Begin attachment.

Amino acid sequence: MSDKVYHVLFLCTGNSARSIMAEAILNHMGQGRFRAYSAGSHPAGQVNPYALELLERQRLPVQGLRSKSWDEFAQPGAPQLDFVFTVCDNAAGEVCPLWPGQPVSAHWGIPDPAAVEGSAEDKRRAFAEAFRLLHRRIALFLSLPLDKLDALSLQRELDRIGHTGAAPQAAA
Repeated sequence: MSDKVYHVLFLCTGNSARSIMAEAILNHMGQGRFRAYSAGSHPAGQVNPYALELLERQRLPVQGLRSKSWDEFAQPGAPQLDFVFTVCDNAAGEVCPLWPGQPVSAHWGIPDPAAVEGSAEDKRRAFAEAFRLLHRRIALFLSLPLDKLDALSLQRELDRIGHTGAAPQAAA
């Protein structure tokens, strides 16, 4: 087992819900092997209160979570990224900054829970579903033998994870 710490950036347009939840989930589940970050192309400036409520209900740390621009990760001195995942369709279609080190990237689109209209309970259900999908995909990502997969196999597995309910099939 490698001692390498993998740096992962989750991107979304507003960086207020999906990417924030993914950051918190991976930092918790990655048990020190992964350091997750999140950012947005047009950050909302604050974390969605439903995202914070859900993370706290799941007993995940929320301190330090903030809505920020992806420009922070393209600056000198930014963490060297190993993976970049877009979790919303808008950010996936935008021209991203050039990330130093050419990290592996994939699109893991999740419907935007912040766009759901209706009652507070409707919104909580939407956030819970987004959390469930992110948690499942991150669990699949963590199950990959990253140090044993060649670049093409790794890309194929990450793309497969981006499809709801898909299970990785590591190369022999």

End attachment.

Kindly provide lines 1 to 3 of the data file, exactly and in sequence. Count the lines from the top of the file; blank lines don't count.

Amino acid sequence: MSDKVYHVLFLCTGNSARSIMAEAILNHMGQGRFRAYSAGSHPAGQVNPYALELLERQRLPVQGLRSKSWDEFAQPGAPQLDFVFTVCDNAAGEVCPLWPGQPVSAHWGIPDPAAVEGSAEDKRRAFAEAFRLLHRRIALFLSLPLDKLDALSLQRELDRIGHTGAAPQAAA
Repeated sequence: MSDKVYHVLFLCTGNSARSIMAEAILNHMGQGRFRAYSAGSHPAGQVNPYALELLERQRLPVQGLRSKSWDEFAQPGAPQLDFVFTVCDNAAGEVCPLWPGQPVSAHWGIPDPAAVEGSAEDKRRAFAEAFRLLHRRIALFLSLPLDKLDALSLQRELDRIGHTGAAPQAAA
């Protein structure tokens, strides 16, 4: 087992819900092997209160979570990224900054829970579903033998994870 710490950036347009939840989930589940970050192309400036409520209900740390621009990760001195995942369709279609080190990237689109209209309970259900999908995909990502997969196999597995309910099939 490698001692390498993998740096992962989750991107979304507003960086207020999906990417924030993914950051918190991976930092918790990655048990020190992964350091997750999140950012947005047009950050909302604050974390969605439903995202914070859900993370706290799941007993995940929320301190330090903030809505920020992806420009922070393209600056000198930014963490060297190993993976970049877009979790919303808008950010996936935008021209991203050039990330130093050419990290592996994939699109893991999740419907935007912040766009759901209706009652507070409707919104909580939407956030819970987004959390469930992110948690499942991150669990699949963590199950990959990253140090044993060649670049093409790794890309194929990450793309497969981006499809709801898909299970990785590591190369022999």